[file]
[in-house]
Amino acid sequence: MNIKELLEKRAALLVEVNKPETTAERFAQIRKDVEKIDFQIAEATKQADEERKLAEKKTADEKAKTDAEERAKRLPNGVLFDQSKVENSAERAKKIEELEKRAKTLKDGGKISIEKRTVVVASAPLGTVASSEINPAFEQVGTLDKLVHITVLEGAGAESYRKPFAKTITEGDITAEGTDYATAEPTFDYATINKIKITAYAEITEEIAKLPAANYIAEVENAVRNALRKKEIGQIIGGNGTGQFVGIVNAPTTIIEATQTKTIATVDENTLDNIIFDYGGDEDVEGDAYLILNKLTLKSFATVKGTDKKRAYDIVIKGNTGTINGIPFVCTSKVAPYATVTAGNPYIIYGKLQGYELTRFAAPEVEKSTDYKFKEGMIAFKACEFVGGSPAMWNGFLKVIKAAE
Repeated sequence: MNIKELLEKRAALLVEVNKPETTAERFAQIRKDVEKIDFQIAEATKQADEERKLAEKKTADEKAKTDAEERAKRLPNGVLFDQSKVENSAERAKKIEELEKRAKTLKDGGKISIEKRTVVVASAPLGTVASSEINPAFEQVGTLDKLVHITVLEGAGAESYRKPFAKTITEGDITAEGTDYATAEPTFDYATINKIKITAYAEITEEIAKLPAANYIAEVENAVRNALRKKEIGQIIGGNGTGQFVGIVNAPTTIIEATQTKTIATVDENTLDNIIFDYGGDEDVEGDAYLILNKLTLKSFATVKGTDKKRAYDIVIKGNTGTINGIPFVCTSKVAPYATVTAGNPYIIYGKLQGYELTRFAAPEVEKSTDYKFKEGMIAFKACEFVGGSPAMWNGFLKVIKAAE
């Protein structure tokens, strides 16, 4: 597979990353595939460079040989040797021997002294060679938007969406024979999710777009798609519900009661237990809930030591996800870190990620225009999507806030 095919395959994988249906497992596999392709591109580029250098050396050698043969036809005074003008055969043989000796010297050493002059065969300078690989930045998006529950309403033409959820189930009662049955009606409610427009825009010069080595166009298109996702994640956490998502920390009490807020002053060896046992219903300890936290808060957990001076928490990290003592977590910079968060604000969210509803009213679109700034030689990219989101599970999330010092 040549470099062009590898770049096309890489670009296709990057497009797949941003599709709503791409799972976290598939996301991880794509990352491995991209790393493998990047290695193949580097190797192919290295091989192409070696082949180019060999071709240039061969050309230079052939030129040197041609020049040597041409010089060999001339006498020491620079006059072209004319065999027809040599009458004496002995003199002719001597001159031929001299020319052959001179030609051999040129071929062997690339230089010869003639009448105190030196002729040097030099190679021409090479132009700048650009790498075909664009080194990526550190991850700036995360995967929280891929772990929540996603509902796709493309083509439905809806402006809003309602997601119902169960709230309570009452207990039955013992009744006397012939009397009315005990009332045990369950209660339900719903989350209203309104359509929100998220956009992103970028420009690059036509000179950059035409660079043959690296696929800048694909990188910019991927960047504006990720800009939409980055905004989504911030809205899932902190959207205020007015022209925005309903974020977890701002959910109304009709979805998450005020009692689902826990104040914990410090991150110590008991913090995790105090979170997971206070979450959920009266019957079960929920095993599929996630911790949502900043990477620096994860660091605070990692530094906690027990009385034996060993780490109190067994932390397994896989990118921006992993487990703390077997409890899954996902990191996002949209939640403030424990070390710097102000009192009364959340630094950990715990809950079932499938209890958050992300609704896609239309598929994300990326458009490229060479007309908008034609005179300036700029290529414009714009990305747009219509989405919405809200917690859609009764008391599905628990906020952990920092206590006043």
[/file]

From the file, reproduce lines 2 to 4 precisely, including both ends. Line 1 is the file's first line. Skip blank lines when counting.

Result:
Amino acid sequence: MNIKELLEKRAALLVEVNKPETTAERFAQIRKDVEKIDFQIAEATKQADEERKLAEKKTADEKAKTDAEERAKRLPNGVLFDQSKVENSAERAKKIEELEKRAKTLKDGGKISIEKRTVVVASAPLGTVASSEINPAFEQVGTLDKLVHITVLEGAGAESYRKPFAKTITEGDITAEGTDYATAEPTFDYATINKIKITAYAEITEEIAKLPAANYIAEVENAVRNALRKKEIGQIIGGNGTGQFVGIVNAPTTIIEATQTKTIATVDENTLDNIIFDYGGDEDVEGDAYLILNKLTLKSFATVKGTDKKRAYDIVIKGNTGTINGIPFVCTSKVAPYATVTAGNPYIIYGKLQGYELTRFAAPEVEKSTDYKFKEGMIAFKACEFVGGSPAMWNGFLKVIKAAE
Repeated sequence: MNIKELLEKRAALLVEVNKPETTAERFAQIRKDVEKIDFQIAEATKQADEERKLAEKKTADEKAKTDAEERAKRLPNGVLFDQSKVENSAERAKKIEELEKRAKTLKDGGKISIEKRTVVVASAPLGTVASSEINPAFEQVGTLDKLVHITVLEGAGAESYRKPFAKTITEGDITAEGTDYATAEPTFDYATINKIKITAYAEITEEIAKLPAANYIAEVENAVRNALRKKEIGQIIGGNGTGQFVGIVNAPTTIIEATQTKTIATVDENTLDNIIFDYGGDEDVEGDAYLILNKLTLKSFATVKGTDKKRAYDIVIKGNTGTINGIPFVCTSKVAPYATVTAGNPYIIYGKLQGYELTRFAAPEVEKSTDYKFKEGMIAFKACEFVGGSPAMWNGFLKVIKAAE
């Protein structure tokens, strides 16, 4: 597979990353595939460079040989040797021997002294060679938007969406024979999710777009798609519900009661237990809930030591996800870190990620225009999507806030 095919395959994988249906497992596999392709591109580029250098050396050698043969036809005074003008055969043989000796010297050493002059065969300078690989930045998006529950309403033409959820189930009662049955009606409610427009825009010069080595166009298109996702994640956490998502920390009490807020002053060896046992219903300890936290808060957990001076928490990290003592977590910079968060604000969210509803009213679109700034030689990219989101599970999330010092 040549470099062009590898770049096309890489670009296709990057497009797949941003599709709503791409799972976290598939996301991880794509990352491995991209790393493998990047290695193949580097190797192919290295091989192409070696082949180019060999071709240039061969050309230079052939030129040197041609020049040597041409010089060999001339006498020491620079006059072209004319065999027809040599009458004496002995003199002719001597001159031929001299020319052959001179030609051999040129071929062997690339230089010869003639009448105190030196002729040097030099190679021409090479132009700048650009790498075909664009080194990526550190991850700036995360995967929280891929772990929540996603509902796709493309083509439905809806402006809003309602997601119902169960709230309570009452207990039955013992009744006397012939009397009315005990009332045990369950209660339900719903989350209203309104359509929100998220956009992103970028420009690059036509000179950059035409660079043959690296696929800048694909990188910019991927960047504006990720800009939409980055905004989504911030809205899932902190959207205020007015022209925005309903974020977890701002959910109304009709979805998450005020009692689902826990104040914990410090991150110590008991913090995790105090979170997971206070979450959920009266019957079960929920095993599929996630911790949502900043990477620096994860660091605070990692530094906690027990009385034996060993780490109190067994932390397994896989990118921006992993487990703390077997409890899954996902990191996002949209939640403030424990070390710097102000009192009364959340630094950990715990809950079932499938209890958050992300609704896609239309598929994300990326458009490229060479007309908008034609005179300036700029290529414009714009990305747009219509989405919405809200917690859609009764008391599905628990906020952990920092206590006043």